Over the air Broadcasting is usually associated with radio and television, though in practice radio and television transmissions take place using both wires and radio waves. The receiving parties may include the general public or a relatively small subset; the point is that anyone with the appropriate receiving technology can receive the signal. The field of broadcasting includes a wide range of practices, from relatively private exchanges such as public radio, community radio and commercial radio, public television, and commercial television.
Blaster's initial transformation is an AM/FM Stereo Cassette Player, commonly referred to as a boombox or ghettoblaster, hence the name. Blaster was a popular character from the original series while not featuring as prominently in the modern Transformers universe.
Blaster (Tempo in France, Radiorobot in Italy, Broadcast in Japan), like the Autobot Jazz, has a great love of Earth culture, rock music and other forms of music as long as it is hard. He's normally at the forefront of any given situation. As an AM/FM stereo cassette player, he can perform as a deck, plus receive radio signals on a variety of frequencies. Acting as the Autobot communications center, he can transmit signals within a 4,000 mile radius. Blaster is sometimes depicted as carrying various tape warriors within his deck, including (Steeljaw, Ramhorn, Rewind and Eject).
Broadcast is the debut album from the English pop/rock band Cutting Crew, released in 1986. It reached #16 on the US charts and #41 on the UK charts. The album was released in Europe with different packaging 8 months before it was released in America. For the American version, 4 tracks were remixed ("Any Colour", "One for the Mockingbird", "I've Been in Love Before" and "(I Just) Died in Your Arms"), all of which were the singles from the album. The current American CD in print is the European version but with the American packaging. It was the first album to be released in the United States by Virgin Records' new American imprint, Virgin Records America.
The current location of Tampa was once inhabited by indigenous peoples of the Safety Harbor culture most notably the Tocobaga and the Pohoy, who lived along the shores of Tampa Bay. The area was explored by Spanish explorers in the 16th century, resulting in violent conflicts and the introduction of European diseases, which wiped out the original native cultures. Although Spain claimed Florida as part of New Spain, it did not found a colony in the Tampa area, and there were no permanent American or European settlements within today's city limits until after the United States acquired Florida from Spain in 1819.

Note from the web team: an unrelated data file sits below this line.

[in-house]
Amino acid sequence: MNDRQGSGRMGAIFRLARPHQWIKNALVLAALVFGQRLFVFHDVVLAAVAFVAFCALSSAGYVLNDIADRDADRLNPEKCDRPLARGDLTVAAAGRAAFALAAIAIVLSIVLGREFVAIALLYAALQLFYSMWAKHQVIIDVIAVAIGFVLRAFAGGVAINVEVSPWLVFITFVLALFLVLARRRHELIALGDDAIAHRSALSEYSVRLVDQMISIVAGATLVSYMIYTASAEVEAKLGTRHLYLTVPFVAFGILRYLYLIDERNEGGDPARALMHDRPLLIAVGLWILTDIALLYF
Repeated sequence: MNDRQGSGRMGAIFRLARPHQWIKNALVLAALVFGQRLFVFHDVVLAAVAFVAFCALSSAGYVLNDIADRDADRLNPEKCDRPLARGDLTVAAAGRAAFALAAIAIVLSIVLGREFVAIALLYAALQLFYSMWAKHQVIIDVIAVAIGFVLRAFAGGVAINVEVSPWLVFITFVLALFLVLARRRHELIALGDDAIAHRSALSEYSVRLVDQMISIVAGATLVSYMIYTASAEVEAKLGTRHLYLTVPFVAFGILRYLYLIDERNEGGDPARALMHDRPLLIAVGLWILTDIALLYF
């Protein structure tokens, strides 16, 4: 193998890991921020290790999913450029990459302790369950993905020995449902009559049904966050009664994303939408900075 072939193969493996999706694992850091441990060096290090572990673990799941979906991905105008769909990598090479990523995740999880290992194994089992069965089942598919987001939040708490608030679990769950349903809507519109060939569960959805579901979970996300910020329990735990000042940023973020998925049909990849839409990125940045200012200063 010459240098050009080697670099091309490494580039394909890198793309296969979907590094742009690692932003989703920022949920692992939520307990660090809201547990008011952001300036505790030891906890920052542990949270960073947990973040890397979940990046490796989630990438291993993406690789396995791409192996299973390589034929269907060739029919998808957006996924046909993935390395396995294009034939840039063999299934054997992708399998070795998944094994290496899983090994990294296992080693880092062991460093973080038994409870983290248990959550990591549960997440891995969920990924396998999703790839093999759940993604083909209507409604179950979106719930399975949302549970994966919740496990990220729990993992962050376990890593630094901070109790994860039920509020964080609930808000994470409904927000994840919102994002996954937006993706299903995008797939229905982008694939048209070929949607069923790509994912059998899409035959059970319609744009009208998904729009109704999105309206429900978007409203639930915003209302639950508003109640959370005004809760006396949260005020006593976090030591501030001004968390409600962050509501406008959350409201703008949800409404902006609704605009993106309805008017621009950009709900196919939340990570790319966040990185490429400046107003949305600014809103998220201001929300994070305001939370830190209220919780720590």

In 1824, the United States Army established a frontier outpost called Fort Brooke at the mouth of the Hillsborough River, near the site of today's Tampa Convention Center. The first civilian residents were pioneers who settled near the fort for protection from the nearby Seminole population, and the small village was first incorporated as "Tampa" in 1849. The town grew slowly until the 1880s, when railroad links, the discovery of phosphate, and the arrival of the cigar industry jump-started its development, helping it to grow from a quiet village of less than 800 residents in 1880 to a bustling city of over 30,000 by the early 1900s.
Pink Floyd bootleg recordings are the collections of audio and video recordings of musical performances by the British rock band Pink Floyd, which were never officially released by the band. The recordings consist of both live performances and outtakes from studio sessions unavailable in official releases. In some cases, certain bootleg recordings may be highly prized among collectors, as at least 40 songs composed by Pink Floyd have never been officially released.
During the 1970s, bands such as Pink Floyd created a lucrative market for the mass production of unofficial recordings with large followings of fans willing to purchase them. In addition, the huge crowds that turned up to these concerts made the effective policing of the audience for the presence of recording equipment virtually impossible. Vast numbers of recordings were issued for profit by bootleg labels.
Some Pink Floyd bootlegs exist in several variations with differing sound quality and length because sometimes listeners have recorded different versions of the same performance at the same time. Pink Floyd was a group that protected its sonic performance, making recording with amateur recording devices difficult. In their career, Pink Floyd played over 1,300 concerts, of which more than 350 were released as bootlegged recordings (sometimes in various versions). Few concerts have ever been broadcast (or repeated once they were broadcast on television), especially during 'the golden age' of the group from 1966 to 1981.